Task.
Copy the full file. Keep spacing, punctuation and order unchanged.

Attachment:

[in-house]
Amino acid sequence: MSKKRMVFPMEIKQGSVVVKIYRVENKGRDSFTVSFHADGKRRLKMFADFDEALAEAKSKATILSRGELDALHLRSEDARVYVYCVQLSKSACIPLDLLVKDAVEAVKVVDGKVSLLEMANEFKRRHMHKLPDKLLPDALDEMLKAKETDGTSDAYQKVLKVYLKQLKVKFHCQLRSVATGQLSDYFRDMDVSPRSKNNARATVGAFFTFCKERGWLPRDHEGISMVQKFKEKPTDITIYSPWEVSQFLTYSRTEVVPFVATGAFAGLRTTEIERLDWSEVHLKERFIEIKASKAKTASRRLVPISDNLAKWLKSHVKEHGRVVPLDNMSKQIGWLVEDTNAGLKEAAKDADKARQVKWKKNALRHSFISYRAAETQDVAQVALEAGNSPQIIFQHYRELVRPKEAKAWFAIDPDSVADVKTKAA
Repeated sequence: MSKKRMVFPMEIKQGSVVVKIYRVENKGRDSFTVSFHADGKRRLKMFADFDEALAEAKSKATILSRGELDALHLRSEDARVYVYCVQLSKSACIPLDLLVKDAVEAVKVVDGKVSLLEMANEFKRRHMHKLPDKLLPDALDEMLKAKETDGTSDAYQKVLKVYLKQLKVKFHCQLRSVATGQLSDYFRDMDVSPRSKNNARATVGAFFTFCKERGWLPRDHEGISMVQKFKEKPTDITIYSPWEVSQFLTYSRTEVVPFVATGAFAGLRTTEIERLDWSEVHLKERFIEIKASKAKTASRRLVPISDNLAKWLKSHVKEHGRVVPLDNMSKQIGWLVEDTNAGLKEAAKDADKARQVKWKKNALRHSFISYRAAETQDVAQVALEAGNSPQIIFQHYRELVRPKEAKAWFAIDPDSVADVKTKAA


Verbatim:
[in-house]
Amino acid sequence: MSKKRMVFPMEIKQGSVVVKIYRVENKGRDSFTVSFHADGKRRLKMFADFDEALAEAKSKATILSRGELDALHLRSEDARVYVYCVQLSKSACIPLDLLVKDAVEAVKVVDGKVSLLEMANEFKRRHMHKLPDKLLPDALDEMLKAKETDGTSDAYQKVLKVYLKQLKVKFHCQLRSVATGQLSDYFRDMDVSPRSKNNARATVGAFFTFCKERGWLPRDHEGISMVQKFKEKPTDITIYSPWEVSQFLTYSRTEVVPFVATGAFAGLRTTEIERLDWSEVHLKERFIEIKASKAKTASRRLVPISDNLAKWLKSHVKEHGRVVPLDNMSKQIGWLVEDTNAGLKEAAKDADKARQVKWKKNALRHSFISYRAAETQDVAQVALEAGNSPQIIFQHYRELVRPKEAKAWFAIDPDSVADVKTKAA
Repeated sequence: MSKKRMVFPMEIKQGSVVVKIYRVENKGRDSFTVSFHADGKRRLKMFADFDEALAEAKSKATILSRGELDALHLRSEDARVYVYCVQLSKSACIPLDLLVKDAVEAVKVVDGKVSLLEMANEFKRRHMHKLPDKLLPDALDEMLKAKETDGTSDAYQKVLKVYLKQLKVKFHCQLRSVATGQLSDYFRDMDVSPRSKNNARATVGAFFTFCKERGWLPRDHEGISMVQKFKEKPTDITIYSPWEVSQFLTYSRTEVVPFVATGAFAGLRTTEIERLDWSEVHLKERFIEIKASKAKTASRRLVPISDNLAKWLKSHVKEHGRVVPLDNMSKQIGWLVEDTNAGLKEAAKDADKARQVKWKKNALRHSFISYRAAETQDVAQVALEAGNSPQIIFQHYRELVRPKEAKAWFAIDPDSVADVKTKAA